Continued from page 1
So drug company wins either way, particularly if they're competing against a similar product made by another company that doctor might choose instead. In fact, all it takes for everyone to be happy is a breakable tablet. Admittedly, some pills are difficult to break in half (but not excessively difficult, or else drug company wouldn't capture low-end market). This is where pill-cutters come in handy. Every drugstore has them. They're cheap because they're made out of nothing more than plastic and razor blades. They're better at splitting pills than your thumbs or a paring-knife because they break pills more evenly, and pieces don't go skittering across counter.
In author's practice there are some pill-splitting overachievers who even manage to break quadruple-strength pills into quarters. Imagine savings in doing that.
In fact, only obstacle to saving patient money is if drug company puts their product into capsules, because capsules can't be split. Would a drug company do such a mean-spirited thing? You betcha.
Lexapro was sixth so-called serotonin-reuptake-blocker to come on market, so it had to compete with all earlier drugs in its class. But first serotonin-reuptake-blocker to come on market had first-mover advantage and was able to retain market-share even after competing products arrived. This first-mover was world-famous Prozac brand of fluoxetine, made by Eli Lilly Company.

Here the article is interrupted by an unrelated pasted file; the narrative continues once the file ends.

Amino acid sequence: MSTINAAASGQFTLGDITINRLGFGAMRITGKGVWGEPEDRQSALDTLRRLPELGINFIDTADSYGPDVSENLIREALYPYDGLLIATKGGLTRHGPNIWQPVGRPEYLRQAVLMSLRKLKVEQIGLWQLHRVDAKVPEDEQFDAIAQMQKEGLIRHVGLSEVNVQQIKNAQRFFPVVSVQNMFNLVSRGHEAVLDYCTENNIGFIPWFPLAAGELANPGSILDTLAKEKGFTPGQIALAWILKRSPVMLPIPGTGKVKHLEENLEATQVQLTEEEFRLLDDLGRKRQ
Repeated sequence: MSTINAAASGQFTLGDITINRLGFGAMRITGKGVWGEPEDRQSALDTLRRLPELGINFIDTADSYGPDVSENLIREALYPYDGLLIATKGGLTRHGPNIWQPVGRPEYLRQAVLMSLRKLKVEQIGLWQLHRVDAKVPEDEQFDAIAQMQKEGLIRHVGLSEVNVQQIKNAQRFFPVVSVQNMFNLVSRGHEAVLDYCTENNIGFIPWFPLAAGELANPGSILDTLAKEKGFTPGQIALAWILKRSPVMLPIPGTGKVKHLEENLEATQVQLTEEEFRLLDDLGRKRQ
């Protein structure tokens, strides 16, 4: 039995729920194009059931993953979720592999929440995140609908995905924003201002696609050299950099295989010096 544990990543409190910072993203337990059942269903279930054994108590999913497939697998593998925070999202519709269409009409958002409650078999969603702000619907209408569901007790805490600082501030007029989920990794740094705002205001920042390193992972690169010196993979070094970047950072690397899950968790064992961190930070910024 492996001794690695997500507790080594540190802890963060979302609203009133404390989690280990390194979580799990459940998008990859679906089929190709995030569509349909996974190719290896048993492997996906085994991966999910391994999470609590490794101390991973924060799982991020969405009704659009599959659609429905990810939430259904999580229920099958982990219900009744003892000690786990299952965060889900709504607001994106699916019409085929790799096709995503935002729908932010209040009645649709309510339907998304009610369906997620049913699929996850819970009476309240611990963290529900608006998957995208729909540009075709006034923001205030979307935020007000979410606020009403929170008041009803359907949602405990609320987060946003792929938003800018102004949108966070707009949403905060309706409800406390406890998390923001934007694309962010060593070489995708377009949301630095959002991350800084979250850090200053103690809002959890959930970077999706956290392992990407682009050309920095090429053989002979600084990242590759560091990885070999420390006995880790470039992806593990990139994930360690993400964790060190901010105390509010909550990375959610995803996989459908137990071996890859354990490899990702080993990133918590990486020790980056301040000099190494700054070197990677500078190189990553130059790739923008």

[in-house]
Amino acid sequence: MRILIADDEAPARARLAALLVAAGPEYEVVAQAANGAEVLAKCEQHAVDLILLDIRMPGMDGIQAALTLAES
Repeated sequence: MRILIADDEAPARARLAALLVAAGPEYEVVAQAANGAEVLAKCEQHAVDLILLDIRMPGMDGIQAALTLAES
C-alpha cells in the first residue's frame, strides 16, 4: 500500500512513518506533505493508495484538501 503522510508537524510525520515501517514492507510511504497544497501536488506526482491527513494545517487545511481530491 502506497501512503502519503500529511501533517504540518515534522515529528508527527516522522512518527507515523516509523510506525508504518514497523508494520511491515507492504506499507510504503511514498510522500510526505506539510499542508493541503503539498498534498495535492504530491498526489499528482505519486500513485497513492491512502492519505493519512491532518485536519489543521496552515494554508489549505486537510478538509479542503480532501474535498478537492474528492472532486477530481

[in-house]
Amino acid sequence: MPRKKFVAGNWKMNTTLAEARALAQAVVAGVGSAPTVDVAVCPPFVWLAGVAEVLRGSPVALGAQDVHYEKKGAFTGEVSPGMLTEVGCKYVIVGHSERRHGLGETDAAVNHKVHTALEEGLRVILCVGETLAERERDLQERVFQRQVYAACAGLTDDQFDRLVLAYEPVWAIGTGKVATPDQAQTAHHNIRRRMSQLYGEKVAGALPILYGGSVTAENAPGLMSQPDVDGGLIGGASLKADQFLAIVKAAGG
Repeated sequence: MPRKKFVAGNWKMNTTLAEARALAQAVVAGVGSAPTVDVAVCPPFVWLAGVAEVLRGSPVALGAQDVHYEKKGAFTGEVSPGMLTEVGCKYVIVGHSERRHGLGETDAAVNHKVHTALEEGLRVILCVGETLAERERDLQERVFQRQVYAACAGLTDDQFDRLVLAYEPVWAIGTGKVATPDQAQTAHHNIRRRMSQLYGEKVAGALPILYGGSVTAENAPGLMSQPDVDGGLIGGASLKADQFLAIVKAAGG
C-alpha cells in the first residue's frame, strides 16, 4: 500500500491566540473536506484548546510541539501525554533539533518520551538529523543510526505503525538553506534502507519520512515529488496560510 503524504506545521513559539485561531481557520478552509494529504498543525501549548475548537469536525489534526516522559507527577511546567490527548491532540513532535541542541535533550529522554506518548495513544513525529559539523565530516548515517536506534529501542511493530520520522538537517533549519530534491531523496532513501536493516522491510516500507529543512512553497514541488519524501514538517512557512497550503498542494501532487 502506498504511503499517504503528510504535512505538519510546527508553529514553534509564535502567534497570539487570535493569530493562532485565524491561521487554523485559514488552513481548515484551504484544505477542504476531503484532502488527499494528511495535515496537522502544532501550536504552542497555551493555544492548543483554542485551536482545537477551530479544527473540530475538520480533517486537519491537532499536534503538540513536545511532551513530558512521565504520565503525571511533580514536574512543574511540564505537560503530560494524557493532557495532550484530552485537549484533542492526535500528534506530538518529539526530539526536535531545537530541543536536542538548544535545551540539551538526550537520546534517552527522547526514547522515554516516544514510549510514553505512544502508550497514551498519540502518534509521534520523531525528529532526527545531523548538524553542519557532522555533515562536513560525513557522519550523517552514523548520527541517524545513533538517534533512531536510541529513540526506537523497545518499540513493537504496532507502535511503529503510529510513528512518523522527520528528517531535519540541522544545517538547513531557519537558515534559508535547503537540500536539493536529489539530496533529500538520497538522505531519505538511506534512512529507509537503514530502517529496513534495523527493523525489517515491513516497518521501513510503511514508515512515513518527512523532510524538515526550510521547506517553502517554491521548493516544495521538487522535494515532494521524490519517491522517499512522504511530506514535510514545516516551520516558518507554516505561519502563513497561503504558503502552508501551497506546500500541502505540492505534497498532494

So what did Lilly do after competing products appeared? They stone-walled consumer by never ever putting their product into anything other than a capsule. Moreover, for entire time their product was still patent-protected, they never produced a higher-strength capsule. So if you needed a higher dose of Prozac, you had honor of paying for two or three capsules per day. Why did they choose such a consumer-unfriendly approach? Because they could. (Everyone now turn toward Indianapolis and wave to nice people at Lilly.)
My medical students look at me strangely when I start talking about publicly traded companies and market forces while I'm supposed to be teaching them about medicine. But way I look at it, if you don't understand market forces, then you'll never understand why things in medicine are way they are.
(C) 2005 by Gary Cordingley
Gary Cordingley, MD, PhD, is a clinical neurologist, teacher and researcher who works in Athens, Ohio. For more health-related articles see his website at: http://www.cordingleyneurology.com